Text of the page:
The image of owls has always been both: good and bad. Since Harry Potter we know that owls are messengers. They deliver news of witches and wizards. In mythology and popular beliefs of different cultures, owls were considered demons or hoodoos. They were in close touch with the devil, had magical powers, or announced death. In any case, to protect the house and the yard, it could do no harm to nail them to barn doors alive, with their wings outspread. In the modern times of the Western world, the owl is above all a symbol of wisdom and sagacity. That was already the case with the Greeks, even with the Illuminati and even with Winnie the Pooh, who had as a friend the precocious owl. The biological capabilities of owls are extraordinary. The specially designed plumage lets them glide silently through the darkness. Their eyesight is sensational. Owls can turn their head up to 270°. They hear ten times better than humans. Owls owe their charisma not least their appearance. They are distinguished from other birds by the upright posture, their large, forward-looking eyes, their faces with beaks reminiscent of curved noses. These are human features.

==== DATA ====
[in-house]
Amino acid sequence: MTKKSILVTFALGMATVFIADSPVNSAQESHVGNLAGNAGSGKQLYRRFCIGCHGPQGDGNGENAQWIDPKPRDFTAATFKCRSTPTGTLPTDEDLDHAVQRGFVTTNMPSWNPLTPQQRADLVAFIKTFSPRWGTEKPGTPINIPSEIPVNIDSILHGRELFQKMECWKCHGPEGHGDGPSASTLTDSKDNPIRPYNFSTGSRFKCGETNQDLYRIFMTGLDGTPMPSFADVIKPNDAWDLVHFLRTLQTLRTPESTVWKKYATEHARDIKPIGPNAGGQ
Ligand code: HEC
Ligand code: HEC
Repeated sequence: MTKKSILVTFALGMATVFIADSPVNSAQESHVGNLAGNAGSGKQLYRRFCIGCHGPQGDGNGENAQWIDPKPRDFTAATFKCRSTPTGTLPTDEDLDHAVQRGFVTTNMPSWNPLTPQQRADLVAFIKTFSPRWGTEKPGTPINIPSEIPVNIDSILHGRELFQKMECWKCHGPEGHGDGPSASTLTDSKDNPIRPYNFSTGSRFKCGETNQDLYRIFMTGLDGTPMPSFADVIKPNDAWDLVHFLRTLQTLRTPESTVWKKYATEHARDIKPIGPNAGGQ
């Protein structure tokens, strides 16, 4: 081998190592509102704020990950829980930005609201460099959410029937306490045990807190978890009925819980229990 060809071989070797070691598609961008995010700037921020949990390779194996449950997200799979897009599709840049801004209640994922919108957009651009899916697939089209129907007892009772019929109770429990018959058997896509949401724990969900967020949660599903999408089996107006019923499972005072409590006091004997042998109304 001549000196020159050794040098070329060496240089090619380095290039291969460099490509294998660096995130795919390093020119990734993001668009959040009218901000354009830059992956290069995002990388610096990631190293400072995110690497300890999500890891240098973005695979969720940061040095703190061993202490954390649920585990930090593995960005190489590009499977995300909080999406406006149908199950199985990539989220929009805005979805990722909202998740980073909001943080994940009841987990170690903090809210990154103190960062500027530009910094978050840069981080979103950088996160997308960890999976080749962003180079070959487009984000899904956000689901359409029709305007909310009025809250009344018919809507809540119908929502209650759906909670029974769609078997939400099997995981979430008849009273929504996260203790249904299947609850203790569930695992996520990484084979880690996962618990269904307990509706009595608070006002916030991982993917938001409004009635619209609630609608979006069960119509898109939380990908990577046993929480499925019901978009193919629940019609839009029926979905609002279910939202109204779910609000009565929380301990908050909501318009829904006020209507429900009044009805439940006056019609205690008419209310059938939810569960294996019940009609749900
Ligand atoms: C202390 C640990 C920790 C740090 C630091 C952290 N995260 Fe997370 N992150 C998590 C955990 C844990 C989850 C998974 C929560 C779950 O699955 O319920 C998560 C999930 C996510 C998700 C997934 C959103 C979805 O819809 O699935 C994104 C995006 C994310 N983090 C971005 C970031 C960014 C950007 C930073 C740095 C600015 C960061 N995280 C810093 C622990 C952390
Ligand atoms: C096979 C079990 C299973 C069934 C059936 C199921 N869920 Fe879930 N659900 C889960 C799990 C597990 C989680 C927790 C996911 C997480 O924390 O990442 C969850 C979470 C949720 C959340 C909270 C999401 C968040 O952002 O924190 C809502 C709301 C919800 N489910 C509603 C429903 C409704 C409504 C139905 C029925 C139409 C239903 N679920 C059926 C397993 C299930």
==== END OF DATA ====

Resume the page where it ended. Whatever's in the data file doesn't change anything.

Special charisma, distinctive personality and strong visual presence are the focus of our portrait series. The photo shootings were done at falconers, breeders, private owl holders, in a studio-like setting on location. We photographed 12 species.